Simple Tips for Reducing Plastic Waste

Simple Tips to Help You Reduce Your Plastic Waste

Take a wander around the house, or supermarket and you can see that plastic is everywhere and almost everything is packaged in plastic. I recently bought a new pair of scissors and when I got them home I realised I needed to find a pair of scissors to cut through the packaging to get the new ones out. Then there was the question of, “Can I recycle this packaging?”

The wonderful thing about plastic is that it’s so convenient. It’s so easy to reach for the cling wrap and use it to cover leftover food or to grab a new plastic bag for fruit and veg rather than leave it rolling around the trolley but the cost to the environment is huge.

The theme of this year’s World Environment Day is #BeatPlasticPollution. After reading some facts about the effect of plastic on the environment I decided the time had come to stop thinking about reducing my plastic consumption and waste and seriously embark on the journey of doing something about it.

CLICK HERE to read the UN Environment’s easy to read page about plastic production, waste and it’s effects. It’s a worthwhile 2-minute read.

Where to start?

It can be hard to know where to start and what substitute products are available. Here’s a few really simple ideas to help get you going:

  • When buying fruit and veg, take your own basket or use a cardboard box (ask your grocer if they have spares) and forgo the plastic bags. This has been super easy to achieve. I just keep the box in my car and take it in the trolley then when I get home I pop the fruit and veggies into mesh storage bags.
  • Take your own reusable bottled water everywhere you go.
  • Buy less processed food.
  • Only use reusable, washable BPA free containers for the kids’ lunch boxes. Let’s face it, there’s about a million different types of lunchboxes to choose from.
  • Invest in some Beeswax wraps, food covers or sealable, reusable food containers for leftover foods.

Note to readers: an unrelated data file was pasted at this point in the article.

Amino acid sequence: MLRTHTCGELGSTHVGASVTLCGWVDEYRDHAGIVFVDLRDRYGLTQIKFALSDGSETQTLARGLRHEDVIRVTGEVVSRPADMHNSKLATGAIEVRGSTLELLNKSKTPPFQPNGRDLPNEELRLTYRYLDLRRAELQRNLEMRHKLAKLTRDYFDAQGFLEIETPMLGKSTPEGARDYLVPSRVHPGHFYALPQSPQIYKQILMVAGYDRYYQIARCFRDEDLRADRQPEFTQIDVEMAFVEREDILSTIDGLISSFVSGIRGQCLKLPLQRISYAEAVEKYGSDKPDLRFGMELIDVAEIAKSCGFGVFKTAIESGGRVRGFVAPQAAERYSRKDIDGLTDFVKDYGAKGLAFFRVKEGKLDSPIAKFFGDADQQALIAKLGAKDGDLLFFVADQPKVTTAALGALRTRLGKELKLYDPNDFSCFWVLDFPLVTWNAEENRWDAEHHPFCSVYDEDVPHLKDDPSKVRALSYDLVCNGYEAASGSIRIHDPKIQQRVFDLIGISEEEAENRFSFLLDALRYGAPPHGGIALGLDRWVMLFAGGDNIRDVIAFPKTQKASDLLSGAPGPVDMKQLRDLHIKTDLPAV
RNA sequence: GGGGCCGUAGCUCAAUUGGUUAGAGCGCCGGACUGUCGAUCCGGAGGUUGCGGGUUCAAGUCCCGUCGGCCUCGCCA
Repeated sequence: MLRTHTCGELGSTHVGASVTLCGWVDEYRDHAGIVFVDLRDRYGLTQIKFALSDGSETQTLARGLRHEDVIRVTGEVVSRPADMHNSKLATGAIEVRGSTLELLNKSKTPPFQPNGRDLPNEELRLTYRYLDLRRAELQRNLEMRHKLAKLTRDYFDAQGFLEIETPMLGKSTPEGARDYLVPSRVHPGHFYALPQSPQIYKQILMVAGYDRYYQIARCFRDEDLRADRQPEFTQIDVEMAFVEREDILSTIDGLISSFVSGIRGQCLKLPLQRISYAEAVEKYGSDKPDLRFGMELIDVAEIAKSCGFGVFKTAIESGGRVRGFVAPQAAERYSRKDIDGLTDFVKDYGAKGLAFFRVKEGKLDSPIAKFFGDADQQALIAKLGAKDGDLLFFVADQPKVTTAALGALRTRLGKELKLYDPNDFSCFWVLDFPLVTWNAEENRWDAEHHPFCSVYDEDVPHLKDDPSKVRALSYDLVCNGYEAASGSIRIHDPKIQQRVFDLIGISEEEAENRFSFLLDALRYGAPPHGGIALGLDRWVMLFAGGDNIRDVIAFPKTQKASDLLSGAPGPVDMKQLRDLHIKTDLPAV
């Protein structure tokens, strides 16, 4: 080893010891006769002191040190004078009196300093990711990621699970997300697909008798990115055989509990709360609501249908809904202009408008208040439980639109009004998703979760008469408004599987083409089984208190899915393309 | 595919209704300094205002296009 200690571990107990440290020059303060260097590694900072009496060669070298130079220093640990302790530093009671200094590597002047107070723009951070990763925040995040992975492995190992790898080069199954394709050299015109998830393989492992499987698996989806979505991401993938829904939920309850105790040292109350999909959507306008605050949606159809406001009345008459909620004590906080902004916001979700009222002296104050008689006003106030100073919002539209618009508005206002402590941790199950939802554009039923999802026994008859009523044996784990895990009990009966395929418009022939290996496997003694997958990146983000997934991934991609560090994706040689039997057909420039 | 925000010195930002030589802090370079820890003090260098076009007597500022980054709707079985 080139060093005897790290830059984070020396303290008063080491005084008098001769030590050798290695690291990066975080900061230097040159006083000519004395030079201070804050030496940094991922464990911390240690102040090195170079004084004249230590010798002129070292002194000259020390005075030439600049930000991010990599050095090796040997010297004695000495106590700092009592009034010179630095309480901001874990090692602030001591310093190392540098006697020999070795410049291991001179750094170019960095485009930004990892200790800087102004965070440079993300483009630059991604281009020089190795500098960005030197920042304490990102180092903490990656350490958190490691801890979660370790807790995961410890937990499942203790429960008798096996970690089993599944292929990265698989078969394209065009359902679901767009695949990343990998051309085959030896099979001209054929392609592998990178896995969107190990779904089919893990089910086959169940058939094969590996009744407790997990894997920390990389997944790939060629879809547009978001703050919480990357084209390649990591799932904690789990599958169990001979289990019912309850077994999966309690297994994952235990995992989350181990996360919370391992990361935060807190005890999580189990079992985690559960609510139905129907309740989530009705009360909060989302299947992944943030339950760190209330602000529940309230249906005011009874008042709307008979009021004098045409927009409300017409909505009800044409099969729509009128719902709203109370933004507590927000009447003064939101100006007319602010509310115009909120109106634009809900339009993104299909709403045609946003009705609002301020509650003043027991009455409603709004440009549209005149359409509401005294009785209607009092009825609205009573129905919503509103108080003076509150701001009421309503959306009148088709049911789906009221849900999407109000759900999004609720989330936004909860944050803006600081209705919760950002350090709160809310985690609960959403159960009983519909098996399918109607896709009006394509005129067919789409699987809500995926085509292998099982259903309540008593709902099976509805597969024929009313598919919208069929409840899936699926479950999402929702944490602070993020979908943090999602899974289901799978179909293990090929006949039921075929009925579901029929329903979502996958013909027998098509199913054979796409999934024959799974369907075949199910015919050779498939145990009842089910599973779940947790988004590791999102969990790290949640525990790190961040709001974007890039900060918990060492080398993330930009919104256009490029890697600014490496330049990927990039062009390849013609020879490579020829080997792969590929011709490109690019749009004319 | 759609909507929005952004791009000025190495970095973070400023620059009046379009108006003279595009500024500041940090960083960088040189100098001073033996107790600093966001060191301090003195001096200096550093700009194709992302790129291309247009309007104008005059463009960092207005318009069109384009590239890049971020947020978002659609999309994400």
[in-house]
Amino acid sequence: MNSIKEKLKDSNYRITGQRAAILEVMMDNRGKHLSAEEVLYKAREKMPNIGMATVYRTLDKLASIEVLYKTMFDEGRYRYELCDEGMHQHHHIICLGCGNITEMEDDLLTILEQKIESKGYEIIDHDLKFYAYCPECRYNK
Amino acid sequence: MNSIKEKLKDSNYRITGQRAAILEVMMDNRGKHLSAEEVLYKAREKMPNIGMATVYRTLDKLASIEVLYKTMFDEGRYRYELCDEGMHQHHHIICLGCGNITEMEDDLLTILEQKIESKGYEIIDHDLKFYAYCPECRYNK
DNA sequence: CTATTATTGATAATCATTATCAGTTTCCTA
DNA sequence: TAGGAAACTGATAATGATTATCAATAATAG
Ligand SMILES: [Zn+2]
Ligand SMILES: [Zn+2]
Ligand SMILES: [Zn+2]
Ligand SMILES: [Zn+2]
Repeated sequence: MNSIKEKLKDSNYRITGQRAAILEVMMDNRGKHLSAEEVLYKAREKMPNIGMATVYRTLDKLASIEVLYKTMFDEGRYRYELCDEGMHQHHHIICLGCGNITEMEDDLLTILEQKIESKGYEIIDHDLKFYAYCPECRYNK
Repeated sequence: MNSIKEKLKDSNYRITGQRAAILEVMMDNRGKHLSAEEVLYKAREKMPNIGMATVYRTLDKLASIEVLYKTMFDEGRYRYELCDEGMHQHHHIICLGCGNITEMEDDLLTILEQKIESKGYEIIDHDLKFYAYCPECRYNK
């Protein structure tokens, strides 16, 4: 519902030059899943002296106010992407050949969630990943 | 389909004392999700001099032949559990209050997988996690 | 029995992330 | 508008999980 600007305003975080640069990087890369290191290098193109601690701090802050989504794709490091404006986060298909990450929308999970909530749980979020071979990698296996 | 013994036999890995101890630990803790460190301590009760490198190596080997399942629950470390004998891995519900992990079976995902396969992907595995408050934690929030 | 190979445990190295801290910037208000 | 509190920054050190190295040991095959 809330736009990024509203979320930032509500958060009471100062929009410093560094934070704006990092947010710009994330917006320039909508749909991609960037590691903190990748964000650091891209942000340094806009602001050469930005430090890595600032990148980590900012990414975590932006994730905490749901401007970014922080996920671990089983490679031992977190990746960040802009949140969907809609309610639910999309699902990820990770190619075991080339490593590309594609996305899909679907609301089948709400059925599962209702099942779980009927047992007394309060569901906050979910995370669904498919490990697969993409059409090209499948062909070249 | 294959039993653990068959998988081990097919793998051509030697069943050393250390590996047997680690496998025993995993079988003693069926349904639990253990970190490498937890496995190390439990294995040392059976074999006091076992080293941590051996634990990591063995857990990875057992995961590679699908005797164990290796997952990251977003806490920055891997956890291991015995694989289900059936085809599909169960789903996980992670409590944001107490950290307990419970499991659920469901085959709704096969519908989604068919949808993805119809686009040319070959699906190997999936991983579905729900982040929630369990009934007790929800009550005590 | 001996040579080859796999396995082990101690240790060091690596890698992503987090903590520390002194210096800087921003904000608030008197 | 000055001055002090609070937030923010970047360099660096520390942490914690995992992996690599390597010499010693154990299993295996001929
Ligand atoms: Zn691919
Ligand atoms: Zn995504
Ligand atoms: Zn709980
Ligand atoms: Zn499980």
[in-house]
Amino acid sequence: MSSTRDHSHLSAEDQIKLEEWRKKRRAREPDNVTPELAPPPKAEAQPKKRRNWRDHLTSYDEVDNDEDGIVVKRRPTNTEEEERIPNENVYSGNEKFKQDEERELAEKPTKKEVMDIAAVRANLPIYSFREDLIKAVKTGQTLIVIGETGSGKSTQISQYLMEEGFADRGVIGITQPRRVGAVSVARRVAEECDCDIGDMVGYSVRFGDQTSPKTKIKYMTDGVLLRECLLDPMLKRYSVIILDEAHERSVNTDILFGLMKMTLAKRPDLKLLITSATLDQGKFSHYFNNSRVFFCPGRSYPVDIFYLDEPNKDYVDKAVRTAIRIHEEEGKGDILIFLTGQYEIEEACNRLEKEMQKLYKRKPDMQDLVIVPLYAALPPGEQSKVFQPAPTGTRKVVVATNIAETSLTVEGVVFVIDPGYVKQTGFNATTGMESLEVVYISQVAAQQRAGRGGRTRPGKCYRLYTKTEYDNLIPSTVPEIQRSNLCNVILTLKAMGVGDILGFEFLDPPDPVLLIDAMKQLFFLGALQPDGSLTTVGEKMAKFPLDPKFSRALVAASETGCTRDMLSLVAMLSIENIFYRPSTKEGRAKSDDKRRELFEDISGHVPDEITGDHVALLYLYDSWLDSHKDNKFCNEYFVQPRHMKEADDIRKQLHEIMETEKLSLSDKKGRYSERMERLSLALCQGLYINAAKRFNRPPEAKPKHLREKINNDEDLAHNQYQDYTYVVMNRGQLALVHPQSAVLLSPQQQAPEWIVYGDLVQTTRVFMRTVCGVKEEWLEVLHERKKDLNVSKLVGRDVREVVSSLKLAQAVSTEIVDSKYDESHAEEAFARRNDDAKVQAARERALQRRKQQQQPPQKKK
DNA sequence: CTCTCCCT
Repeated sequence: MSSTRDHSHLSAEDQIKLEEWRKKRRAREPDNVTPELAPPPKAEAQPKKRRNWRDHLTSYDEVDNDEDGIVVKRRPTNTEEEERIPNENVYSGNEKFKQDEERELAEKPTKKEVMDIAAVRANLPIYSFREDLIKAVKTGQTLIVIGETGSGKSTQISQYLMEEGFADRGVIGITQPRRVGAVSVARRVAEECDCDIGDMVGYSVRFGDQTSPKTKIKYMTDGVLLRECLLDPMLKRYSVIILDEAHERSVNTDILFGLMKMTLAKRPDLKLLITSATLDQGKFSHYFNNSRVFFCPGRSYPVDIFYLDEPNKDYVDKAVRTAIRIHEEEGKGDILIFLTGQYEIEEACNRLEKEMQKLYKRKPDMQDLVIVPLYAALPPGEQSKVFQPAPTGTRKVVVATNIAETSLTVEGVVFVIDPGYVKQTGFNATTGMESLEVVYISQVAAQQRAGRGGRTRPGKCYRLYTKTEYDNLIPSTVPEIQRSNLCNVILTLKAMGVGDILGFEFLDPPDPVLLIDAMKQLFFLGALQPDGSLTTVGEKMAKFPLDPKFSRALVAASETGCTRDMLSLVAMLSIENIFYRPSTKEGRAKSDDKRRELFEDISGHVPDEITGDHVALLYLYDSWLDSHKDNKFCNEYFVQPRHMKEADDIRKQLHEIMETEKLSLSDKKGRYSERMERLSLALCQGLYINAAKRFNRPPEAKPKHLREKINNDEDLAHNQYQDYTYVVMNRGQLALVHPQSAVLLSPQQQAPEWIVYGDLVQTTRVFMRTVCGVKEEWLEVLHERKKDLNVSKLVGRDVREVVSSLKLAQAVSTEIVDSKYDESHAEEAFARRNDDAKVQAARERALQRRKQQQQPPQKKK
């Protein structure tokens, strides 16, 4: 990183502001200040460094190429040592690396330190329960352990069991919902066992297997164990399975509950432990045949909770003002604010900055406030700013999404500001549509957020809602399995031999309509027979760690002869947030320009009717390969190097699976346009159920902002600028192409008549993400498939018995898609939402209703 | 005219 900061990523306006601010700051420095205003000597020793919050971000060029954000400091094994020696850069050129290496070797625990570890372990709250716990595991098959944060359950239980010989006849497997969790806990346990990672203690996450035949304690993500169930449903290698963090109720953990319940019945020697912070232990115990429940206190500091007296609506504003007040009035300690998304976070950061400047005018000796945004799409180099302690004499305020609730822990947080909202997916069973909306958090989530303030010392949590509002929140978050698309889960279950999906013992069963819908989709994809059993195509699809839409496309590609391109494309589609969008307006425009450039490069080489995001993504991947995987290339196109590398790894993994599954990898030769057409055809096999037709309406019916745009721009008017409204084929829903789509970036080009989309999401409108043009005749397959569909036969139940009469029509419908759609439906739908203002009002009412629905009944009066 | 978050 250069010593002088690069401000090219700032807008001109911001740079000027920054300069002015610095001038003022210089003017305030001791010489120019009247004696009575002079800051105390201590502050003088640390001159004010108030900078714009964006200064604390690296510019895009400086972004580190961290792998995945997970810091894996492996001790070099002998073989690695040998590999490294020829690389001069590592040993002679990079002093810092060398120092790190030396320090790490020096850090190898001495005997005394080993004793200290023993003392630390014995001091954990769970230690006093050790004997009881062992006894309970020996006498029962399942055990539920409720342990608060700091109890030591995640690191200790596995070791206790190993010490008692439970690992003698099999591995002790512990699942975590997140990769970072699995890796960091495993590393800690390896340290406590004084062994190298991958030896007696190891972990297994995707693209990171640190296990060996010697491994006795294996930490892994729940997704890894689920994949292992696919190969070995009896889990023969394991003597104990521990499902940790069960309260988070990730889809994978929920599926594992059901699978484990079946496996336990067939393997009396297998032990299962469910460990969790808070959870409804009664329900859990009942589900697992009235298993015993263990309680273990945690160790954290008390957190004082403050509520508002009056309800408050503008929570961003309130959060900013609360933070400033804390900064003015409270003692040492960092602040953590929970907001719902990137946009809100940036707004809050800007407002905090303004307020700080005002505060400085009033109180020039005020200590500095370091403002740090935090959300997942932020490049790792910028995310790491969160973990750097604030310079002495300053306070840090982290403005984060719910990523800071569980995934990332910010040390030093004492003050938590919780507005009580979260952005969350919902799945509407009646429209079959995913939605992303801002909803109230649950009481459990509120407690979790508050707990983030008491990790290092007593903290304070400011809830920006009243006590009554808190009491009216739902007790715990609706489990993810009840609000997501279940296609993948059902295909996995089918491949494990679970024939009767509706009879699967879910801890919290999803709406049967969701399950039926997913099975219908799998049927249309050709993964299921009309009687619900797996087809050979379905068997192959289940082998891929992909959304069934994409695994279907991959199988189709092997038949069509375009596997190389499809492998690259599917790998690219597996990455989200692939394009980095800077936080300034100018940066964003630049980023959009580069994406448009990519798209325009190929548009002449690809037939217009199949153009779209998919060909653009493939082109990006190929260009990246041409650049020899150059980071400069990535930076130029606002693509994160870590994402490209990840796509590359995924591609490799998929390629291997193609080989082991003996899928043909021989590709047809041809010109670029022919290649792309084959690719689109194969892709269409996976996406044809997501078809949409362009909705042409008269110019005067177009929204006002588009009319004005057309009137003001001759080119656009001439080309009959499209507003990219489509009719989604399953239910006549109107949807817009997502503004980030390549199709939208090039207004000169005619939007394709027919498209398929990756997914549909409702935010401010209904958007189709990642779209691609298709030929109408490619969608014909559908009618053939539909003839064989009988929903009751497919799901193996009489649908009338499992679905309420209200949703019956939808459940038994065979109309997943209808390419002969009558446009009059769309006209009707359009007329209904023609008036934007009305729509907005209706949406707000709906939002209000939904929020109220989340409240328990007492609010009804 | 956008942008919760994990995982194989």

• Take your Keep Cup everywhere, just in case you need a coffee.
  • Buy reusable, washable straws for the kids. It’s possible to buy straws made of metal, silicone, bamboo and glass.
  • Purchase food, like cereal, pasta, and rice from bulk bins and fill a reusable bag or container.
  • Use matches instead of disposable plastic lighters.

Starting the process of going plastic-free can feel expensive but imagine never having to buy cling-wrap again or small plastic bags to store food and other things in.  I have started out with a few products and I will gradually add to this as I continue on my journey towards becoming as plastic-free as I possibly can.

I have started with some beeswax wraps. I came across them at my local Fruit & Veg store and thought I would test them out. They claim to last 12 months and can be easily washed in lukewarm water. I have found them useful for covering bowls of leftover food or cut fruit and veg such as lemons or watermelon, for example.

One of the other advantages of these wraps is that my fridge is starting to look pretty and the patterned wraps allow you to “colour code” wrapped items making them easy to find.

When I go to the Fruit & Veg shop I put all my produce straight into my designated fruit and veg box. When I get home, I put the produce into these mesh bags which have a little drawcord. The packaging claims that these mesh bags will  keep produce fresh, and so far my veggies appear to be retaining their freshness. I prefer these to plastic bags as it is easy to see what is in each bag and things don’t roll out of them easily.

I purchased the mesh bags from online store, Biome which has a huge range of products that can help you go plastic free.

Recycling – What Can and Can’t Be Recycled in SA

Recycling: sometimes it seems like a total mystery and we are told to do one thing one minute then told the opposite 5 minutes later.

Here’s what can and can’t be recycled in SA at the kerbside.

pettick-yes

Type of plastic: Polyethylene Terephthalate PET
Characteristics: Clear, tough, solvent resistant plastic, often used as a fibre.